However, CO Huddleston described Stufflebean during this incident as “weak and incoherent.” Munger AF, [6] ¶ 91. He looked “dazed like he was sick.” Id. Huddleston recalled Stufflebean “stumbling” and then falling down after ten to twenty steps. Id. He described Stufflebean's falling as “kind of slow. He fell down on his knees, and then he just kind of fell over. I mean it wasn't -- it didn't seem like it was that hard. He fell really slow to the ground.” Stufflebean fell on his face. Id. Huddleston said Stufflebean did not say anything, instead, “[h]e just made grunting noises . . . .” Id. Huddleston believes he then got a wheelchair, and they placed Stufflebean in it. Id. Stufflebean was slumped over. Id. Huddleston wheeled Stufflebean to his cell and helped him to his bunk. Id.[7]

         After reading Munger's description of Stufflebean's becoming “wobbly” and lying down on the floor, Dr. Covillo said, “Now that's a true Addison crisis, ” and he agreed that proper procedure would “definitely” have been for the nurse to immediately call the on-call physician. Doc. 492-16, 125:7-128:8. Dr. Covillo also thought Stufflebean should have remained in the TCU for monitoring. He said, “I don't know why they're in such a rush to kick him out of TCU. It doesn't make any sense.” Id., 127:4-10. He thought sending Stufflebean to his cell after his collapse on his way out of the TCU was “crazy.” Id., 127:11-15.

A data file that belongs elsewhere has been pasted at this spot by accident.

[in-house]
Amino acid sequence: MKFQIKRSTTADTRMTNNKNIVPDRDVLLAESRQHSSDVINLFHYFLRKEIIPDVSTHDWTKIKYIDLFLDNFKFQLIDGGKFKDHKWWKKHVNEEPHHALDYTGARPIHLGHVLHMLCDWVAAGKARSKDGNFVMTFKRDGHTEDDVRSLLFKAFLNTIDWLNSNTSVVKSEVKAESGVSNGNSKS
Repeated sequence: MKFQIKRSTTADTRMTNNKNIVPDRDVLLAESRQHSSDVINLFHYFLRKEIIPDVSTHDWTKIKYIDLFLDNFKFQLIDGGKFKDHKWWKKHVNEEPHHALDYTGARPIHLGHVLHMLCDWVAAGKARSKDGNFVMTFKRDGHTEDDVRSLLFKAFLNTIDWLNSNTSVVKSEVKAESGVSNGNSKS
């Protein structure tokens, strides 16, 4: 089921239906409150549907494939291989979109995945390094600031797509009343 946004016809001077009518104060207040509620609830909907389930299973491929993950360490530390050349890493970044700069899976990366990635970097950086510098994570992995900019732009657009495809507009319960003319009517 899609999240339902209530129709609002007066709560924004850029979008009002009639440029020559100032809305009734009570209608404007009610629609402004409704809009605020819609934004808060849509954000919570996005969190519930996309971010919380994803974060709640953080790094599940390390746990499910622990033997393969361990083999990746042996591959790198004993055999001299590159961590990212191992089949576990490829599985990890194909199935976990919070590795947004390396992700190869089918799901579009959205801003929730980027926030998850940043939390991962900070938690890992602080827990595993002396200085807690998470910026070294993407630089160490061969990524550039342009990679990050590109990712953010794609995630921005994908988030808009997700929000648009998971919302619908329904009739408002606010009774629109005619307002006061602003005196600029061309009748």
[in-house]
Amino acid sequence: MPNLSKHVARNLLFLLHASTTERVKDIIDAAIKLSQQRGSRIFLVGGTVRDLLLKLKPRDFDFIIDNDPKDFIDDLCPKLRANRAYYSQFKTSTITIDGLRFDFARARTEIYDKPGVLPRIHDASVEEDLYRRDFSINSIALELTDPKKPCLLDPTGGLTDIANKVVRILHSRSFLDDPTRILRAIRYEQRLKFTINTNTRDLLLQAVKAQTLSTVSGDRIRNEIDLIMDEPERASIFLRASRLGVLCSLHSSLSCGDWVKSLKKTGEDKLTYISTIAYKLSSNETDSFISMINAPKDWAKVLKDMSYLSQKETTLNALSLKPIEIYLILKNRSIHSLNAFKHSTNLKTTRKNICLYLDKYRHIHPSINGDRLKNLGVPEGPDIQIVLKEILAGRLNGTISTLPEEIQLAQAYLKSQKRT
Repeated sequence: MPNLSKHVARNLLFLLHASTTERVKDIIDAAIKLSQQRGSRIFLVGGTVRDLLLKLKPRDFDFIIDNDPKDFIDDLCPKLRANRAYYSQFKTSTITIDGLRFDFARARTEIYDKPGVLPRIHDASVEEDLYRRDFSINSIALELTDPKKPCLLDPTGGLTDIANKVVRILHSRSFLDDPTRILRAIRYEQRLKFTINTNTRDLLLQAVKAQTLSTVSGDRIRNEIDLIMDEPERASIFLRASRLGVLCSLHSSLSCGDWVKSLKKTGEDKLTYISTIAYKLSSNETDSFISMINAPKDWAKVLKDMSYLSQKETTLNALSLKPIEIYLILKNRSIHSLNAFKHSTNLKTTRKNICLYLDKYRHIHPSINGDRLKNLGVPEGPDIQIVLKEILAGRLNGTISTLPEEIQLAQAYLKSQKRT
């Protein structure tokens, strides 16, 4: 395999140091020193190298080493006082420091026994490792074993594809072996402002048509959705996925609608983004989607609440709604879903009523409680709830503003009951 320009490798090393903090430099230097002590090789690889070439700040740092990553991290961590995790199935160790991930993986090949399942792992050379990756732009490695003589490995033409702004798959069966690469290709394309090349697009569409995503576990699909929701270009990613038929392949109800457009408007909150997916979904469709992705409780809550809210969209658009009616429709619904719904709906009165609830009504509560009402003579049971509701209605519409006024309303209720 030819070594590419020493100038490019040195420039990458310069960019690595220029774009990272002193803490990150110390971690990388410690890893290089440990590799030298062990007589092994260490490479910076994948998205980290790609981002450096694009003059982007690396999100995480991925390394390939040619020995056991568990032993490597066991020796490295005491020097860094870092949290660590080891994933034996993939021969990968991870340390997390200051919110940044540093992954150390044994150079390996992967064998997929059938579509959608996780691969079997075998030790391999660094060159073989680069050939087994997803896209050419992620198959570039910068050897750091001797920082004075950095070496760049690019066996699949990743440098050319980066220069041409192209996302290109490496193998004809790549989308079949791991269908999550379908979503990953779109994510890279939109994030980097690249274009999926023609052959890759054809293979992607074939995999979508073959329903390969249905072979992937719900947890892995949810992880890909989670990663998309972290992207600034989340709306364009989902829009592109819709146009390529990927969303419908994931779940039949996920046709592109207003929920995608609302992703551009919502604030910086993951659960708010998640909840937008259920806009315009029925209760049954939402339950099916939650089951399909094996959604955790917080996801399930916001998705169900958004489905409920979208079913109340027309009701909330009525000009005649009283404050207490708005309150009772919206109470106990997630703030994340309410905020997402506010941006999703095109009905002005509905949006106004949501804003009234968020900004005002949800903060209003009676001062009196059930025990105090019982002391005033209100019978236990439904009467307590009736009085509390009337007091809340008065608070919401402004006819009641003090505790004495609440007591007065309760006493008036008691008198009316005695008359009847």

Munger did not report Stufflebean's condition to the oncoming nurse, Nurse Euler, or call for a doctor. 493-13 (Deposition of Michelle L. Munger), 36:9-21.

         i. Third Code 16 - October 31, 2015 - 10:45 a.m.

         At 10:45 a.m. on October 31, 2015, less than three hours after Munger sent Stufflebean back to his cell, a third Code 16 was called. Doc. 492-1, p. 16. Stufflebean's fellow inmate Millsap testified that when officers came to Stufflebean's cell, they found Stufflebean on the ground, unmoving. Doc. 492-17, 25:1-3. Stufflebean was wrapped in his sheets, as though he had fallen out of bed. Id., 25:16-23. Millsap, who later moved into the cell Stufflebean was in, testified that there was roughly 16 ounces of green vomit on the floor and sheets after Stufflebean was removed. Id., 91:11-92:16.

         Nurse Baker Smith[8] was the medical nurse working in the area next to the TCU at the time of the third Code 16. Baker Smith went to Stufflebean's cell. She noted later that Stufflebean's skin was “warm and dry” and “a little greenish in color” at that time. Doc. 492-1, p. 16. Although she did not make note of it in the medical record, at her deposition, Smith testified that Stufflebean vomited green liquid when they started CPR. Doc. 493-31 (Deposition of Janet Baker Smith), 17:8-19. Despite Stufflebean's condition, during the eight or ten minutes it took for a wheelchair to arrive, Baker Smith did not attempt to take Stufflebean's vitals. Id., 35:4-5.